Gen. Dunford: US residual force likely in Afghanistan post-drawdown

Gen. Dunford: US residual force likely in Afghanistan post-drawdown

Washington : DC : USA | Nov 16, 2012 at 5:01 AM PST
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Gen. Joseph Dunford, USMC, has been nominated to take command as the top US and ISAF commander in Afghanistan. His task will be to overseed the withdrawal of US and NATO forces by the end of 2014. During hearings with the Senate Armed Service Committeee, Dunford said that the foresees a US residual force of more than 1,000 troops and equipment after withdrawal in 2014.

While Dunford did not state the exact number of troops, a plan that was to be prepared by outgoing Gen. John Allen made clear that his primary job was to oversee the withdrawal.

Secretary of Defense Leon Panetta asked for an expedited confirmation of Dunford's nomination, after it was disclosed that Gen. John Allen was under investigation for flirtatious e-mails with a Tampa socialite Jill Kelley. Allen's nomination as the Commander of NATO also has been put on hold.

Allen's draw-down recommendations are due to the White House by the end of the year. Dunford skated around questions on whether or not there would be a gradual or quick withdrawal of the 68,000 US troops remaining in Afghanistan. Obviously he did not want to steal Allen's thunder.

Purpose of a residual force

There has been criticism of the administration for withdrawing from Iraq without a residual force and the lack of an agreement to give US troops immunity from Iraqi prosecution.

While progress is being touted in Afghanistan, there is an ongoing threat of the Taliban crossing the Afghan/Iraqi border. "green-on-blue" attacks, involving Aghan uniformed security forces, have been on the rise.

The US withdrawal plan, contingent on Afghan security forces taking responsibility for Afghanistan, envisages a residual force of US military personnel acting as advisors to continue counter-insurgency operations. It will likely also include the continuation of drone attacks. This force would require force protection, which is likely to be handled by US forces and not delegated to Afghans.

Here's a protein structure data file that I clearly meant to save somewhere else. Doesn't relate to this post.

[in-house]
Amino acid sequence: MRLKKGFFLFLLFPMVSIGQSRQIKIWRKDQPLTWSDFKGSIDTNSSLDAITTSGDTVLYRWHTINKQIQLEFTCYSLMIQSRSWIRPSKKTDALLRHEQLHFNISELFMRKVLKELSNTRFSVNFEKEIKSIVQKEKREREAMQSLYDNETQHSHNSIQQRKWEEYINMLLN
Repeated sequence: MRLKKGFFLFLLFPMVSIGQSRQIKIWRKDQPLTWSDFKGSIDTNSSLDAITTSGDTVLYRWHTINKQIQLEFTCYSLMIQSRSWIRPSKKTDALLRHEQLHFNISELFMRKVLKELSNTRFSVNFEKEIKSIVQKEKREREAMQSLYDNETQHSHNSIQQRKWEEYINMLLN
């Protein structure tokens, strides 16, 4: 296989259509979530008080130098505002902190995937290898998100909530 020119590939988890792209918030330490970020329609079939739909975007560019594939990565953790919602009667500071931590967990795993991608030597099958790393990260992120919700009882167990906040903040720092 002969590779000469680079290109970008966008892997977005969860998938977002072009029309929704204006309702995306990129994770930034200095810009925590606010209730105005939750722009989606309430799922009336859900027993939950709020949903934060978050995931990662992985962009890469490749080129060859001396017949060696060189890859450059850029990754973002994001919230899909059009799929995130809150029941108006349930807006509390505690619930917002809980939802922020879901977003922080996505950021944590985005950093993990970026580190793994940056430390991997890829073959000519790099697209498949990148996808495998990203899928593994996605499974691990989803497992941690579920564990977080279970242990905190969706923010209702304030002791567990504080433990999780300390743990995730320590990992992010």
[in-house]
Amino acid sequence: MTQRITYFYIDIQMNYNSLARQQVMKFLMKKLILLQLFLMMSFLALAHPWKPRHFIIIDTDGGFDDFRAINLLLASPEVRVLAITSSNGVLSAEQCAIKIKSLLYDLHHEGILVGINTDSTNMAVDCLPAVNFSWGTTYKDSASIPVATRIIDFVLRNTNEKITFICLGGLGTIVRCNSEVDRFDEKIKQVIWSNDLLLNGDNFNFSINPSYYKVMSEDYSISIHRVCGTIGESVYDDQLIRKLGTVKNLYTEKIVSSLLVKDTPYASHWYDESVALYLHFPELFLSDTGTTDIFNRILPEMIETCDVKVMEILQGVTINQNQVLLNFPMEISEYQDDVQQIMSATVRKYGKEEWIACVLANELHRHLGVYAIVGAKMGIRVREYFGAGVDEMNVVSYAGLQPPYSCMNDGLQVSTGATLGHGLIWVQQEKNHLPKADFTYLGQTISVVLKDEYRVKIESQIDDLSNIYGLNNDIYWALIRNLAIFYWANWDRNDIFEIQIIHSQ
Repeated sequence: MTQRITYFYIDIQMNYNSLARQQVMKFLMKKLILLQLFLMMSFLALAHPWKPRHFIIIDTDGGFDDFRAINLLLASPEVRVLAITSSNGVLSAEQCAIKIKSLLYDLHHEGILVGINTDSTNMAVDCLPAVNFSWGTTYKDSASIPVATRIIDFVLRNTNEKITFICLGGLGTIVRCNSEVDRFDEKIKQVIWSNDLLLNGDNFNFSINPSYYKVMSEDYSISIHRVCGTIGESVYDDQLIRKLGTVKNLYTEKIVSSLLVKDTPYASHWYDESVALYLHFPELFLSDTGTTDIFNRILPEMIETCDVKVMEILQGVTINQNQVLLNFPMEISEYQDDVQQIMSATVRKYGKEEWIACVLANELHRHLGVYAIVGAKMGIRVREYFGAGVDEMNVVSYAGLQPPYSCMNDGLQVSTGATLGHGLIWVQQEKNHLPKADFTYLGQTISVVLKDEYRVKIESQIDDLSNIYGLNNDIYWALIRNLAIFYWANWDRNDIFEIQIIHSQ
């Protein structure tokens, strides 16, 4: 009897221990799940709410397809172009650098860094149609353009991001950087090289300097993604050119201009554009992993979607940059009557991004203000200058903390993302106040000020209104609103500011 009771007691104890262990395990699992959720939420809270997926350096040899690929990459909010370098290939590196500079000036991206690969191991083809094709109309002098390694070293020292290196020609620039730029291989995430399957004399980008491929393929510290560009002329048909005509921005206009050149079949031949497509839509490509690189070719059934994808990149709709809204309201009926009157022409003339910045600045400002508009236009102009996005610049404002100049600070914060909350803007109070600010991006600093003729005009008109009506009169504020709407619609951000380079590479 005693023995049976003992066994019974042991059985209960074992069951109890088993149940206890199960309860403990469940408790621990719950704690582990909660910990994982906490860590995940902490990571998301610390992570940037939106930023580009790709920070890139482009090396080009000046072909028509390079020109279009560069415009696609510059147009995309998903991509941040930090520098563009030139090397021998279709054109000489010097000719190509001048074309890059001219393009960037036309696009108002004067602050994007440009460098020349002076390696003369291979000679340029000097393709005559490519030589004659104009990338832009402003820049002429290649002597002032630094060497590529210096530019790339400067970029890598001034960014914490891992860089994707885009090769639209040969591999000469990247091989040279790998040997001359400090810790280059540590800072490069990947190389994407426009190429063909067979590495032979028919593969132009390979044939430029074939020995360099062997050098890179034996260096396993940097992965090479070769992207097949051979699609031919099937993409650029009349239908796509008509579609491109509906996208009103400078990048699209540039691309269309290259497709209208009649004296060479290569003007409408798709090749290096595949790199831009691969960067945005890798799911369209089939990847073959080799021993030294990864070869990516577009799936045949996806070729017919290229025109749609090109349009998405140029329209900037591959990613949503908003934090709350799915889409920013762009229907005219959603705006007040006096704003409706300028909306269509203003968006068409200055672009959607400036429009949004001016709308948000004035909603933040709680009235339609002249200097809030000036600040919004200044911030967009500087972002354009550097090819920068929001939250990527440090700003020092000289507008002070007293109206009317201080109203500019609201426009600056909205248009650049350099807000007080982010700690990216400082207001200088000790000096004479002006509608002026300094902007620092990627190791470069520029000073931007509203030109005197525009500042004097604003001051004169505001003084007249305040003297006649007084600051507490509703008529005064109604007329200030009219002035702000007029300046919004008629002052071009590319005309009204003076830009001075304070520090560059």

Afghan security forces are expected to grow to a force of nearly 300,000. A force of 10,000 US troops would not sound unreasonable considering the tasks involved.

The failure to negotiate a "Status of Forces Agreement" in Iraq resulted in the full withdrawal of US troops. Dunford stressed the need to start negotiating that treaty with the Afghans sooner rather than later. He commented that the talks started too late in Iraq, causing the government to reject a residual forces.

Senator Lindsay Graham (R-SC) told Dunford that he wouldn't vote for a penny for the war if immunity to US troops was not included in any negotiated deal.

US and Afghan officials met for the first time on Thursday to negotiate a security agreement for US post war deployment.

Dunford said that the withdrawal goal set by the Obama administration is reasonable.

Senate Armed Services Committee Chairman Carl Levin (D-Mich) and other senators voiced support for Dunford's nominaton.

There is an arrangement between Afghanistan and NATO countries that there will be ongoing involvement in Afghanistan for the next decade. The cost for this commitment is estimated at $4.2 billion, half of which will be paid for by American tax payers.

Source: Washington Post


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General Joseph F Dunford, USMC
General Joseph F Dunford was drilled by the Senate Armed Services Committee on Thursday.
Karl Gotthardt is based in Edmonton, Alberta, Canada, and is an Anchor on Allvoices.
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